25 .Learning Objective 8 Financial Budget The cash budget is a statement of planned cash receipts and disbursements. Introduction to Management Accounting 14/e. Horngren/Sundem/Stratton/Schatzberg/Burgstahler 7 . The Cash budget contains these major sections:  available cash balance  net cash receipts and disbursements financing ©2008 Prentice Hall Business Publishing.

cash sales. and on other operating income sources.26 . Cash receipts depend on collections from customers· accounts receivable. Introduction to Management Accounting 14/e. ©2008 Prentice Hall Business Publishing. Horngren/Sundem/Stratton/Schatzberg/Burgstahler 7 .Cash Budget Available cash balance = Beginning cash balance ² Minimum cash balance desired.

27 .Cash Budget Cash disbursements for purchases depend on the credit terms extended by suppliers and the bill-paying habits of the buyer. ©2008 Prentice Hall Business Publishing. Introduction to Management Accounting 14/e. and commission terms and on payroll dates. Horngren/Sundem/Stratton/Schatzberg/Burgstahler 7 . salary. bill- Payroll depends on wage.

rents.Cash Budget Disbursements for some costs and expenses depend on contractual terms for installment payments. and the like. Other disbursements include outlays for fixed assets. long-term investments. and miscellaneous items. mortgage payments. ©2008 Prentice Hall Business Publishing. leases.28 . longdividends. Horngren/Sundem/Stratton/Schatzberg/Burgstahler 7 . Introduction to Management Accounting 14/e.

Cash Budget Management determines the minimum cash balance desired depending on the nature of the business and credit arrangements. Introduction to Management Accounting 14/e. Horngren/Sundem/Stratton/Schatzberg/Burgstahler 7 . ©2008 Prentice Hall Business Publishing.29 .

Introduction to Management Accounting 14/e. Horngren/Sundem/Stratton/Schatzberg/Burgstahler 7 . ©2008 Prentice Hall Business Publishing.Cash Budget Financing requirements depend on how the total cash available compares with the total cash needed.30 . Needs include the disbursements plus the desired ending cash balance.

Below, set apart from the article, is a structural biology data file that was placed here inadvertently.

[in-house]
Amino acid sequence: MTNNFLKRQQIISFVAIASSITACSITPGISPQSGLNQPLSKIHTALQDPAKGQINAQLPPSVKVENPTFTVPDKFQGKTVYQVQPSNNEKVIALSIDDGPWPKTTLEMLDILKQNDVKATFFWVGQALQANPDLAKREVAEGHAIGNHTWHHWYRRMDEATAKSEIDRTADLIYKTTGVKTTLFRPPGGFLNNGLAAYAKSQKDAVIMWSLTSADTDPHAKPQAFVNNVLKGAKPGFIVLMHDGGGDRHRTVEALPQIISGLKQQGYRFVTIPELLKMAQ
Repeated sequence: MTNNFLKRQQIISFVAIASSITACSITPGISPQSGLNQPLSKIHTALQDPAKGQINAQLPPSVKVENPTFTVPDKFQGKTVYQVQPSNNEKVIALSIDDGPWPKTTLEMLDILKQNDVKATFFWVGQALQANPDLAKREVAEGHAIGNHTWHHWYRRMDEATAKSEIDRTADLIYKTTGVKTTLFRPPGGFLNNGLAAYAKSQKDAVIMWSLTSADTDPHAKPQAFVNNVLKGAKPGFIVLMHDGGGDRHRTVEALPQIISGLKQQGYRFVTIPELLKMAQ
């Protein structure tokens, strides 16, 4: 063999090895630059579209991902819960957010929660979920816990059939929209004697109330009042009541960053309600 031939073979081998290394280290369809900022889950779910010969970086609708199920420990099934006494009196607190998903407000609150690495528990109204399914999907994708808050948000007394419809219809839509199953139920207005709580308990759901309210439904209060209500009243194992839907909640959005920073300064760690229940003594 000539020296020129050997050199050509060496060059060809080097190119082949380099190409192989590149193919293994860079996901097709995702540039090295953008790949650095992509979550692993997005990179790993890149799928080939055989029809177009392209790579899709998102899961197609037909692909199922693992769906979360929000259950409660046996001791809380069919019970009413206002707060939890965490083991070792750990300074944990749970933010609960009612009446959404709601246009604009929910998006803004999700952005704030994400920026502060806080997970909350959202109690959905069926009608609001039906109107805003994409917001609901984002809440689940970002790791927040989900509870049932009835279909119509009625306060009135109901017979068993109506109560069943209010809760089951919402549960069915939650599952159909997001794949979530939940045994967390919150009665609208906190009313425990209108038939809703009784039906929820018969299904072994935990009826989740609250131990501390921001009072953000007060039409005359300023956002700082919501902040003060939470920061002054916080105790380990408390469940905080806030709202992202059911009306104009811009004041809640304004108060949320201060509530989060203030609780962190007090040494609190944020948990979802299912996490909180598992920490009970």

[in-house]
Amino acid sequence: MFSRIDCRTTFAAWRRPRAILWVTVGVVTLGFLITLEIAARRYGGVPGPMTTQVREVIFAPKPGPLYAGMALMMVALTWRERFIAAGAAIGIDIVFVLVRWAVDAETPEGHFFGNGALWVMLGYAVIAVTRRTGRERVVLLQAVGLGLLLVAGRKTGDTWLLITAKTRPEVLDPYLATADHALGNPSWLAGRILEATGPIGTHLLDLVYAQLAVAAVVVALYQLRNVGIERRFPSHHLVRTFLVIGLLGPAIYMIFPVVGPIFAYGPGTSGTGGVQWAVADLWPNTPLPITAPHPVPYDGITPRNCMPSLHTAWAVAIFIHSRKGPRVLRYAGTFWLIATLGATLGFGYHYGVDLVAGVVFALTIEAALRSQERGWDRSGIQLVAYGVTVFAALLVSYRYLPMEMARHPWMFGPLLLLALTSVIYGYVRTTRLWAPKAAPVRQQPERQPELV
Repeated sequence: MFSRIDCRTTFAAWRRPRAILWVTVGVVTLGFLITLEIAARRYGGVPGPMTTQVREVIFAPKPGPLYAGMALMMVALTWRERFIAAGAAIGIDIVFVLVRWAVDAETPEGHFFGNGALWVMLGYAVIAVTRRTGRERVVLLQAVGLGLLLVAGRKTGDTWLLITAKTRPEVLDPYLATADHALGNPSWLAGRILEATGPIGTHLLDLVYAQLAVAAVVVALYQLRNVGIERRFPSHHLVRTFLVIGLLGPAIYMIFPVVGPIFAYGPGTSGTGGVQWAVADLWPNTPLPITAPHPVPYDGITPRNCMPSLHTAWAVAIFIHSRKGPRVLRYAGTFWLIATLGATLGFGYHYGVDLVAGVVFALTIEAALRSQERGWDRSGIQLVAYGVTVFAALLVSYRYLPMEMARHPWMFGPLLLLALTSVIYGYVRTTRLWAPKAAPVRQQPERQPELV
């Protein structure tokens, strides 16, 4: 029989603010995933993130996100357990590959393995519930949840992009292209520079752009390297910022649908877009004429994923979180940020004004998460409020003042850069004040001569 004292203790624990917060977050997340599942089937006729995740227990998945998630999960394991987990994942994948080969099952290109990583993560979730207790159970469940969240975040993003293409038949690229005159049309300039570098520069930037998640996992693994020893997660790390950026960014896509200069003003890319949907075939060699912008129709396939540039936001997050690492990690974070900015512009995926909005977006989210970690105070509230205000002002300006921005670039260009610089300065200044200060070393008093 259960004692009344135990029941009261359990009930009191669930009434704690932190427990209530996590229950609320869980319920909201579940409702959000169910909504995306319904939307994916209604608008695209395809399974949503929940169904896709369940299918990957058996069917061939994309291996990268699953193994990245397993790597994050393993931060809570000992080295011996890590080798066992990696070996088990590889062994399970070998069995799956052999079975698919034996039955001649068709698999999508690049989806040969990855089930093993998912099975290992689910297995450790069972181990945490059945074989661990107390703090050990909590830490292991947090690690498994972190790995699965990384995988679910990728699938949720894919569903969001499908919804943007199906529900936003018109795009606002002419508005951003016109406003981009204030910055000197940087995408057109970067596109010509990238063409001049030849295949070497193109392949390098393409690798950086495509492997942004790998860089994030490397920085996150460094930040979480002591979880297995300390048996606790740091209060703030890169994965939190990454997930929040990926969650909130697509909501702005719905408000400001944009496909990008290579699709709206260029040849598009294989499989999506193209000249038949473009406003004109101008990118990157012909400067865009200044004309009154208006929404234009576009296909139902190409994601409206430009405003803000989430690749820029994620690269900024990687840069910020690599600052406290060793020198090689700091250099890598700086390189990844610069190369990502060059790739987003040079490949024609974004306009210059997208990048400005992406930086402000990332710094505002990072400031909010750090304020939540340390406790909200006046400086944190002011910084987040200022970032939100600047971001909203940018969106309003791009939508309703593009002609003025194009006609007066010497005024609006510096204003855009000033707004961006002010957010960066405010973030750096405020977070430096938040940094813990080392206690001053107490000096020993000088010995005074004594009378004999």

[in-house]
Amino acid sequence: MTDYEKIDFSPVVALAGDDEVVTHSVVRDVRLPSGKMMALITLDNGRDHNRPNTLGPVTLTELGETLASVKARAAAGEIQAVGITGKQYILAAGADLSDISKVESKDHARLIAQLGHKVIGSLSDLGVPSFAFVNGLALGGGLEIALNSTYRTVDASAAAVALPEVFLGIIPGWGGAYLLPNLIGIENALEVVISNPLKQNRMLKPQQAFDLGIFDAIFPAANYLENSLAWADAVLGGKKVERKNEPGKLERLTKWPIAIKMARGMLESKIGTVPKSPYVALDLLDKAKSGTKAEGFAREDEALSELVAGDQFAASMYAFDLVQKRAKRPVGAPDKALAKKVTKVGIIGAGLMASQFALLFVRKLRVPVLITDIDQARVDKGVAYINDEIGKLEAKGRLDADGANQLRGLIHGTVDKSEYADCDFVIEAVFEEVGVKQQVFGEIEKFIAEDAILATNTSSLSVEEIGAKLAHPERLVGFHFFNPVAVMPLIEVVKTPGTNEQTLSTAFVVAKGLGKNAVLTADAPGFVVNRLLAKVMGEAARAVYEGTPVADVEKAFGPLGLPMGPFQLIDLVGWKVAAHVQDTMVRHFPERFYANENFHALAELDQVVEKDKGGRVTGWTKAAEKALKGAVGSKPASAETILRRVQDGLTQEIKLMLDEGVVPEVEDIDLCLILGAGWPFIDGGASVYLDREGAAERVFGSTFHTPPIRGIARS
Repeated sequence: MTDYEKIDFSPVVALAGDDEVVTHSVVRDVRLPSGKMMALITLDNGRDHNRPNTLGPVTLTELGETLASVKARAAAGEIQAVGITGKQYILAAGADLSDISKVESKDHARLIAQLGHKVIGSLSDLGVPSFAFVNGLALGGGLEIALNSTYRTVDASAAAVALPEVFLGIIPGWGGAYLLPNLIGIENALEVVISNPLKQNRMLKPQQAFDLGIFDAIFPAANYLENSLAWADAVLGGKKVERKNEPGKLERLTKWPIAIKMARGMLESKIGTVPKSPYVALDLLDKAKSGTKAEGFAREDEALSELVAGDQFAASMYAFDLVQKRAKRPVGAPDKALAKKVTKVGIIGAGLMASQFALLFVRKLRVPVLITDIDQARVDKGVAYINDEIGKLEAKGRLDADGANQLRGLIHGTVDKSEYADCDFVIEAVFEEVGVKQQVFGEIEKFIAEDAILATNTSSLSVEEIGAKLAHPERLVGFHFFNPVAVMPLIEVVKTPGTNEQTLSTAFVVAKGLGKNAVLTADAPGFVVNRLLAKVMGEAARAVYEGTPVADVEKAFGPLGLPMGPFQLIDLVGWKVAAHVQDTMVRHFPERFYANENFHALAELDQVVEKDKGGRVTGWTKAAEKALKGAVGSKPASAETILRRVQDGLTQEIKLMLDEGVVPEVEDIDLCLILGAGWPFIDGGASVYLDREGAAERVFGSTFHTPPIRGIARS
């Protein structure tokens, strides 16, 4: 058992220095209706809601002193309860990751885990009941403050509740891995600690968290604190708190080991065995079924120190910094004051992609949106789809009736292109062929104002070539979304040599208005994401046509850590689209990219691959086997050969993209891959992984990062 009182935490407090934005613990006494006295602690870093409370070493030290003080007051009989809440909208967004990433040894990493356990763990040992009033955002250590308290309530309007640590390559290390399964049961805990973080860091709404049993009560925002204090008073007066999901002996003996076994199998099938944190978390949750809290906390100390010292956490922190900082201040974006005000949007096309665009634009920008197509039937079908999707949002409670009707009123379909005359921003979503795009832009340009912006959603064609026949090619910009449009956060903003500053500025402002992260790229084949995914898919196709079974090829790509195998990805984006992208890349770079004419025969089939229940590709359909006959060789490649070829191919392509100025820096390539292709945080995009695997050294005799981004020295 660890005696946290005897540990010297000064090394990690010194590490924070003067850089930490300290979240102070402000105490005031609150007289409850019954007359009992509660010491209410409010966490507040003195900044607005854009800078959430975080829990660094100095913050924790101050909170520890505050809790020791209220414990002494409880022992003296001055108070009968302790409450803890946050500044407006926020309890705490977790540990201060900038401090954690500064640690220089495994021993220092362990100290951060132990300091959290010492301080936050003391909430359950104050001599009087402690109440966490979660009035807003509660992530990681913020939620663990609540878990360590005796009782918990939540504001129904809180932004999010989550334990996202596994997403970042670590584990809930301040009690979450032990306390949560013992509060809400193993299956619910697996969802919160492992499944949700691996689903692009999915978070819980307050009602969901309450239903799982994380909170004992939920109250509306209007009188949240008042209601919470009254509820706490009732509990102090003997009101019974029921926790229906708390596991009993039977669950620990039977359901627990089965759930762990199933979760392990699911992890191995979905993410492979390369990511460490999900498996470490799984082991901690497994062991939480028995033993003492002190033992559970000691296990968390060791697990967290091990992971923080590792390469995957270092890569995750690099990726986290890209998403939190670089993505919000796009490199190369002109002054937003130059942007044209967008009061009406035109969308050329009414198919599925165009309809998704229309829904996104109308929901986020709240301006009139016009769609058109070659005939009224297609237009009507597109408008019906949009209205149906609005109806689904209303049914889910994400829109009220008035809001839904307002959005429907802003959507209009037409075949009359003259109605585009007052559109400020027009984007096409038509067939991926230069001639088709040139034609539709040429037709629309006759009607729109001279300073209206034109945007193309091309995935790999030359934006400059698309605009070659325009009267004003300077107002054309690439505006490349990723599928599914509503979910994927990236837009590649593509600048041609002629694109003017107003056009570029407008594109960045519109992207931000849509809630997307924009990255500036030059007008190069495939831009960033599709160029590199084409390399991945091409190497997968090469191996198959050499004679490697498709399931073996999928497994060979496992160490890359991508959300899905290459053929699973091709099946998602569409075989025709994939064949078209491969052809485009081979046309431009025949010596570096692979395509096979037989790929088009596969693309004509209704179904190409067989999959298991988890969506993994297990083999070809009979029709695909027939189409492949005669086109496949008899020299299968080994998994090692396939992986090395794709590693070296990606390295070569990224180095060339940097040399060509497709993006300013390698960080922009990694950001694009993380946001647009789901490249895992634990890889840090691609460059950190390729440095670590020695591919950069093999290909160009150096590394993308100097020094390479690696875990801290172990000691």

Cash Budget Ending cash balance = Beginning cash balance + Receipts ² Disbursements + Cash from financing The cash from financing can be either positive (borrowing) or negative (repayment). ©2008 Prentice Hall Business Publishing. Introduction to Management Accounting 14/e. Horngren/Sundem/Stratton/Schatzberg/Burgstahler 7 .31 .

Introduction to Management Accounting 14/e.Budgeted Balance Sheet The final step in preparing the master budget is to construct the budgeted balance sheet that projects each balance sheet item in accordance with the business plan. ©2008 Prentice Hall Business Publishing.32 . Management then considers all the major financial statements as a basis for changing the course of events. Horngren/Sundem/Stratton/Schatzberg/Burgstahler 7 .

Horngren/Sundem/Stratton/Schatzberg/Burgstahler 7 .ActivityActivity-Based Master Budgets Functional budgeting focuses on preparing budgets for various functions such as production. Introduction to Management Accounting 14/e. selling. An activity-based budgetary system activityemphasizes the planning and control purpose of cost management.33 . ©2008 Prentice Hall Business Publishing. and administrative support.

costs.Financial Planning Models Financial planning models are mathematical models that can incorporate the effects of alternative assumptions about sales. ©2008 Prentice Hall Business Publishing. Horngren/Sundem/Stratton/Schatzberg/Burgstahler 7 . or product mix. Financial models are only as good as the assumptions and the inputs used to build and manipulate them. Introduction to Management Accounting 14/e.34 .

Arithmetic errors are virtually nonexistent. ©2008 Prentice Hall Business Publishing.35 . Introduction to Management Accounting 14/e. Horngren/Sundem/Stratton/Schatzberg/Burgstahler 7 . Spreadsheet software for personal computers is a powerful and flexible tool for budgeting that can be used to prepare mathematical models.Learning Objective 9 Spreadsheets for Budgeting Financial planning models are mathematical models that can incorporate the effects of alternative assumptions about sales. costs. or product mix.

Introduction to Management Accounting 14/e.The End End of Chapter 7 ©2008 Prentice Hall Business Publishing. Horngren/Sundem/Stratton/Schatzberg/Burgstahler 7 .36 .